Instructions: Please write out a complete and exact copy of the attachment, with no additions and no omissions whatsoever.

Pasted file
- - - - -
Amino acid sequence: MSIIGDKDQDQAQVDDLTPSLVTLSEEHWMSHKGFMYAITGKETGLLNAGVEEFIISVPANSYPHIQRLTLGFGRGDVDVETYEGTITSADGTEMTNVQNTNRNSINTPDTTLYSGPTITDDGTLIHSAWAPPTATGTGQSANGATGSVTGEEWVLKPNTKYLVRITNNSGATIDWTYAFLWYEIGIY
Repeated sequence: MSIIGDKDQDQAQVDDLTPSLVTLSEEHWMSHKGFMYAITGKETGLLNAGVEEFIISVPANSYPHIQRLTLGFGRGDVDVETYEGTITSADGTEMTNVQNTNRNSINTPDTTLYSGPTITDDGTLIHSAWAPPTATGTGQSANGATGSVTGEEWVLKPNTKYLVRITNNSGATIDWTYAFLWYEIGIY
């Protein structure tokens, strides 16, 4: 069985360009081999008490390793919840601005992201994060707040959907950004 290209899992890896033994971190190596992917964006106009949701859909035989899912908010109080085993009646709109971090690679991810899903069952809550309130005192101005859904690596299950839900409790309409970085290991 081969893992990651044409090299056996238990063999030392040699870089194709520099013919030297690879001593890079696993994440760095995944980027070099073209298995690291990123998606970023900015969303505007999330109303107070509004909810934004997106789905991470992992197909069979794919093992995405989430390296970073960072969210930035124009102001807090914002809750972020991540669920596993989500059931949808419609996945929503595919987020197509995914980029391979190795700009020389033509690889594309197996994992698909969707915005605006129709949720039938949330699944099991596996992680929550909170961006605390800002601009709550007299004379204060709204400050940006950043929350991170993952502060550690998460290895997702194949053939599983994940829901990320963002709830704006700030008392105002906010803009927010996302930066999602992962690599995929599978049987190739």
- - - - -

Amino acid sequence: MSIIGDKDQDQAQVDDLTPSLVTLSEEHWMSHKGFMYAITGKETGLLNAGVEEFIISVPANSYPHIQRLTLGFGRGDVDVETYEGTITSADGTEMTNVQNTNRNSINTPDTTLYSGPTITDDGTLIHSAWAPPTATGTGQSANGATGSVTGEEWVLKPNTKYLVRITNNSGATIDWTYAFLWYEIGIY
Repeated sequence: MSIIGDKDQDQAQVDDLTPSLVTLSEEHWMSHKGFMYAITGKETGLLNAGVEEFIISVPANSYPHIQRLTLGFGRGDVDVETYEGTITSADGTEMTNVQNTNRNSINTPDTTLYSGPTITDDGTLIHSAWAPPTATGTGQSANGATGSVTGEEWVLKPNTKYLVRITNNSGATIDWTYAFLWYEIGIY
């Protein structure tokens, strides 16, 4: 069985360009081999008490390793919840601005992201994060707040959907950004 290209899992890896033994971190190596992917964006106009949701859909035989899912908010109080085993009646709109971090690679991810899903069952809550309130005192101005859904690596299950839900409790309409970085290991 081969893992990651044409090299056996238990063999030392040699870089194709520099013919030297690879001593890079696993994440760095995944980027070099073209298995690291990123998606970023900015969303505007999330109303107070509004909810934004997106789905991470992992197909069979794919093992995405989430390296970073960072969210930035124009102001807090914002809750972020991540669920596993989500059931949808419609996945929503595919987020197509995914980029391979190795700009020389033509690889594309197996994992698909969707915005605006129709949720039938949330699944099991596996992680929550909170961006605390800002601009709550007299004379204060709204400050940006950043929350991170993952502060550690998460290895997702194949053939599983994940829901990320963002709830704006700030008392105002906010803009927010996302930066999602992962690599995929599978049987190739």